“He’s the head of the voters’ league.”
“He’s the biggest crook in the state.”
“I hear he feeds a thousand people a week.”
|A new type of ploy|
Paul is against Senator Ralph Henry (Moroni Olsen from Hitchcock’s Notorious, and the Father of the Bride movies) and his Reform Party: “If Ralph Henry’s so anxious to reform somebody, why don’t he start on that son of his? He gets in more jams than The Dead End Kids.” A beautiful, petite blonde has been listening. She greets Paul with a resounding slap in the face (pretty impressive, considering she’s wearing gloves! I’ll admit I didn’t think about that until Vinnie pointed it out — that’s how quickly I got into the story). “That’s for talking about decent people,” she snaps. “A little reform wouldn’t do you any harm. As a matter of fact, I think it would do the state good if someone would reform you. Get out of my way, you cheap crook!” Since TGK is a 1942 crime drama and not real life here in 2012, where people sue each other at the drop of a hat (and what charming chapeaux the gals in TGK were wearing that season!), Paul is immediately smitten as he watches the feisty lass storming out. “Hey, what a slugger,” he says, grinning as he rubs his aching jaw and finds out he’s been slapped by Senator Henry’s elegant patrician daughter Janet (Lake). Paul can hardly wait to break the news to his right-hand man and close friend, Ed Beaumont (Ladd): “I just met the swellest dame...she smacked me in the kisser!” Although TGK is set in the early 1940s, I’m hearing a song from another era in my head: “Why Do Fools Fall in Love?” On the one hand, I get a kick out of the rollicking way Paul cheerfully bulldozes his way through life, but on the other hand, he’s also an impulsive, hot-headed guy who all too often acts before he thinks. Ed’s usually good at keeping Paul from letting those impulses backfire on him.
|Finding Taylor dead in the street curbs Ed’s enthusiasm!|
|Poor "Snip" fought forlorn, and forlorn won.|
|Tough politicians need good dental hygiene!|
|Nurse Frances Gifford likes Ladd's bedside manner!|
After a spat with Paul, Ed throws in with Nick Varna—or does he? Turns out Ed’s still on Team Paul, gathering evidence, but what a way to make his point! Poor Ed is attacked by a German Shepherd, and Jeff and Rusty hold Ed captive in a marathon beating, mostly from Jeff, who dubs our hero “Little Rubber Ball.” That scene always has me on the edge of my seat; it almost makes the classic slugfest in Robert Aldrich’s Kiss Me Deadly (1955) look like kids playing in a sandbox! Wally Westmore’s makeup effects for the savage beating William Bendix gives Alan Ladd looked convincing enough to make me wince! Heck, it seems like everyone was slaphappy on the Glass Key set at one time or another. Ironically, bad-guy Bendix was a sweetheart in real life, at least with co-stars Ladd and Lake. According to Jeremy Arnold on the TCM Web site, “During the film’s memorable beating scene, Bendix accidentally slugged Ladd in the jaw for real, knocking him out. (The take survives in the finished film.) Bendix felt awful and he burst into tears. When Ladd woke up, he was so touched by Bendix’s reaction that he became friends with the actor and requested him for many of his future films, helping him with his career as best he could.” Lake hit it off with Bendix, too, becoming close friends. “I came to adore the guy,” Lake wrote in her autobiography. “It was a platonic adoration for a marvelous human being.” Then there was another real-life beating on the set, this one during TGK’s opening scene, where Janet Henry had to sock Paul Madvig in the jaw. Lake and Donlevy had previously worked together in I Wanted Wings (1941), and the experience didn’t exactly make them the best of pals, so when Lake did that scene, she actually slugged the guy! She wrote, “I’d learned in my Brooklyn youth to lead with the hip when you throw a punch…Every pound I owned was behind it when it caught his jaw.” When the irate Donlevy confronted her, Lake admitted she didn’t know how to pull her punches.” I’ll give you until the next take to learn,” he said and walked away.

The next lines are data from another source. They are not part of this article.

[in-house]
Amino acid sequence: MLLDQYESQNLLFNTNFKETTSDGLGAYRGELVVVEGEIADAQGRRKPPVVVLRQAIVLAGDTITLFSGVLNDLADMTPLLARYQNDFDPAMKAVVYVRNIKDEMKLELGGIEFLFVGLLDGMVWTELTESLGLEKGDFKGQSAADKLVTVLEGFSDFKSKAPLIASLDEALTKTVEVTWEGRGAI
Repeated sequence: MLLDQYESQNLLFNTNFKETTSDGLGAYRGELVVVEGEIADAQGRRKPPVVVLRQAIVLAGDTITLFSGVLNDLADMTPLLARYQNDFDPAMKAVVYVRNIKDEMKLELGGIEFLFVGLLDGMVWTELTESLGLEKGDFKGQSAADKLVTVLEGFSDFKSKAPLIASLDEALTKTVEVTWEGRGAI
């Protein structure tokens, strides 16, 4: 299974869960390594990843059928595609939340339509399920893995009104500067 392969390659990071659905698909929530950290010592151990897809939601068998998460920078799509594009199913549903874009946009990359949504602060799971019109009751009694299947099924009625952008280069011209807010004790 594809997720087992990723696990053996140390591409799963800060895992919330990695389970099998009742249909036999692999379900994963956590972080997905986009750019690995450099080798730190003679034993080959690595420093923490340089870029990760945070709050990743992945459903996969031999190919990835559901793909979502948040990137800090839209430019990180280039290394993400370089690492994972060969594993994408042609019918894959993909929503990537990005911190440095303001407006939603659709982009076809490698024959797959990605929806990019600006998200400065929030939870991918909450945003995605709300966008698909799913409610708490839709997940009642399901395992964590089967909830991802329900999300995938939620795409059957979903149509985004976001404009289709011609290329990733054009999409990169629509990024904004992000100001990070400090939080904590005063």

|It's raining diminutive detectives!|
Might as well stay for dinner!
|You'd think Nancy Drew could solve this case!|
|William Bendix is the spitting image of evil!|
Before Veronica Lake (born Constance Ockelman in Brooklyn, New York; I love it when my fellow native New Yorkers make good!) became a star as “The Peek-A-Boo” girl, thanks to her long blonde mane and her memorable performances in Preston Sturges’ Sullivan’s Travels (1941), as well as This Gun for Hire, TGK, and I Married a Witch (all in 1942), she had bit parts in the late 1930s and early 1940s in films like Sorority House. For the record, my 1995 edition of Halliwell’s Film Guide describes the 1942 movie adaptation of TGK thus: “Nifty remake of the (1935 version) which finds some limited talents in their best form, helped by a plot which keeps one watching.” I agree; to paraphrase our own John Greco of Twenty-Four Frames, nobody could play Alan Ladd like Alan Ladd! Similarly, when Paramount teamed up Ladd with sultry, flaxen-haired, 4-feet-11½-inch tall Veronica Lake, who happened to be pretty darn good at playing Veronica Lake (and looking gorgeous in Edith Head’s costumes), it was the blond leading the blonde, and a new movie star team was born! According to the IMDb, Ladd and Lake made seven movies together: in addition to the films we've already discussed here, Ladd and Lake also appeared together in Star-Spangled Rhythm; 1945’s Duffy’s Tavern and Variety Girl, in which Ladd and Lake played themselves; The Blue Dahlia (1946); and Saigon (1948).
|"Bear with me, Ed, all this|
intrigue has me easily distracted!"
|When you work for Paul Madvig, bring water wings!|
|Having a dish like Janet at his bedside would perk up any guy!|
|Hold onto your hats: Janet and Ed are playing for keeps!|
(Cheer up, Paul, a big politician like you won't have trouble finding a new babe!)